|the offspring of a zebra and a donkey.|
|a children's mummer's parade, as on the Fourth of July, with prizes for the best costumes.|
|1.||the act or means of enlightening or the state of being enlightened|
|2.||Buddhism the awakening to ultimate truth by which man is freed from the endless cycle of personal reincarnations to which all men are otherwise subject|
|3.||Hinduism a state of transcendent divine experience represented by Vishnu: regarded as a goal of all religion|
"The philosophy of the Enlightenment insisted on man's essential autonomy: man is responsible to himself, to his own rational interests, to his self-development, and, by an inescapable extension, to the welfare of his fellow man. For the philosophes, man was not a sinner, at least not by nature; human nature -- and this argument was subversive, in fact revolutionary, in their day -- is by origin good, or at least neutral. Despite the undeniable power of man's antisocial passions, therefore, the individual may hope for improvement through his own efforts -- through education, participation in politics, activity in behalf of reform, but not through prayer." [Peter Gay]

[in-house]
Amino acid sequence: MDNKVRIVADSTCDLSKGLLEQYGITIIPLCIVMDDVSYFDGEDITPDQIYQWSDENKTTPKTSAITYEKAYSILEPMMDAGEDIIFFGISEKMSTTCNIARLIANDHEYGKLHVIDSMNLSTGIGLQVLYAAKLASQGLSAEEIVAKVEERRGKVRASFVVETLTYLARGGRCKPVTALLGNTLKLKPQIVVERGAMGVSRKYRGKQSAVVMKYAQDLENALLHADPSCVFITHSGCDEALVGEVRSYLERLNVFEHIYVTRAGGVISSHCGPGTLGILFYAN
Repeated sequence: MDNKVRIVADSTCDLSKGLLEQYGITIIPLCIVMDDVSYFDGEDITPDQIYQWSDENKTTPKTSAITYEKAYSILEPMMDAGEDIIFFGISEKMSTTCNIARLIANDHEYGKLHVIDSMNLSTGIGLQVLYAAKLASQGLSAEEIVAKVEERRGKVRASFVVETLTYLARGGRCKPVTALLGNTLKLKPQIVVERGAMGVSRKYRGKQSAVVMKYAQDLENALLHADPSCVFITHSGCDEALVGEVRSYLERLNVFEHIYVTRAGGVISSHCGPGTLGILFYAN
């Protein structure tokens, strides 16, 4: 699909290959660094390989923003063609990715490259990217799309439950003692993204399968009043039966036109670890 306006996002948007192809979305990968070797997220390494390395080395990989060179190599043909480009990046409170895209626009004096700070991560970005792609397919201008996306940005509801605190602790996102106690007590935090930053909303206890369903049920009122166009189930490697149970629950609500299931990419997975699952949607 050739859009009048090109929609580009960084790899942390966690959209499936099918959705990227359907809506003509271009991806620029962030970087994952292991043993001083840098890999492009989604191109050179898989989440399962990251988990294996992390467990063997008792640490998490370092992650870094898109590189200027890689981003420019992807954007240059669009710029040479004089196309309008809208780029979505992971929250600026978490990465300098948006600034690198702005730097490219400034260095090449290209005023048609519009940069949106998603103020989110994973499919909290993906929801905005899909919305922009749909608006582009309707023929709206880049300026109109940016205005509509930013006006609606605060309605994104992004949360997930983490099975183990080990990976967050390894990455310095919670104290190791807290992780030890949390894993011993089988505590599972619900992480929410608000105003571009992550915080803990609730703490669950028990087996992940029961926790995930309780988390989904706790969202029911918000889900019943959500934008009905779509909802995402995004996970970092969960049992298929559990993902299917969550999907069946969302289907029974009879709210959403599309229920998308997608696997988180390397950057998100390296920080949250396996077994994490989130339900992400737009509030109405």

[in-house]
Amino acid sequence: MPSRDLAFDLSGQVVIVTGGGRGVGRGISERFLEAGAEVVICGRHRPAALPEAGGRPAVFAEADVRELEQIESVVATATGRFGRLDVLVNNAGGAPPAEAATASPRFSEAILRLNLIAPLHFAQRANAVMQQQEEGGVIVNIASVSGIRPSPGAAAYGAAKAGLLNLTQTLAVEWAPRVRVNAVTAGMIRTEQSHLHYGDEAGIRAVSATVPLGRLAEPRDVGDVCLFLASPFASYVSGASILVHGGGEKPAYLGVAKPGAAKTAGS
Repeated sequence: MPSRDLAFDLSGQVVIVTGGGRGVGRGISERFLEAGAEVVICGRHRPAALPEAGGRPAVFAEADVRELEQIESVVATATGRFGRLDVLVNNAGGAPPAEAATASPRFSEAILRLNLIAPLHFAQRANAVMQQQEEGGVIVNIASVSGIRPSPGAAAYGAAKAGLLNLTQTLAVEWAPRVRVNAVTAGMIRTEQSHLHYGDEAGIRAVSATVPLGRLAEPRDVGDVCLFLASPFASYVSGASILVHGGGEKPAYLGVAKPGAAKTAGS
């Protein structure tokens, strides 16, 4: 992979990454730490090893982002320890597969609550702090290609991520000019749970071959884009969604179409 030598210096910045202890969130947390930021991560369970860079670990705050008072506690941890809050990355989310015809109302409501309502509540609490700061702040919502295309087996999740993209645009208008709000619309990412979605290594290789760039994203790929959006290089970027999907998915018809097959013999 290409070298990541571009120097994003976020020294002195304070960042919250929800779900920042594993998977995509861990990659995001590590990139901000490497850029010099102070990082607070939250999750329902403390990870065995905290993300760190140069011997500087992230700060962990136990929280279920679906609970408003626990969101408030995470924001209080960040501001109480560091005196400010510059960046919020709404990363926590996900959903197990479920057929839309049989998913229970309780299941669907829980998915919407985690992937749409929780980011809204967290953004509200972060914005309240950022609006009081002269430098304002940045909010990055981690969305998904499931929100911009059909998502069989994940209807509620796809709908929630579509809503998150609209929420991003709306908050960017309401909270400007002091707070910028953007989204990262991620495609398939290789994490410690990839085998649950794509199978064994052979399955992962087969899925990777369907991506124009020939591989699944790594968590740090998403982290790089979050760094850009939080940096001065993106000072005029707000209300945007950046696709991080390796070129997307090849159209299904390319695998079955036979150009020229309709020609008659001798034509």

An intellectual movement of the seventeenth and eighteenth centuries marked by a celebration of the powers of human reason, a keen interest in science, the promotion of religious toleration, and a desire to construct governments free of tyranny. Some of the major figures of the Enlightenment were David Hume, Immanuel Kant, John Locke, the Baron de Montesquieu, Jean-Jacques Rousseau, and Voltaire.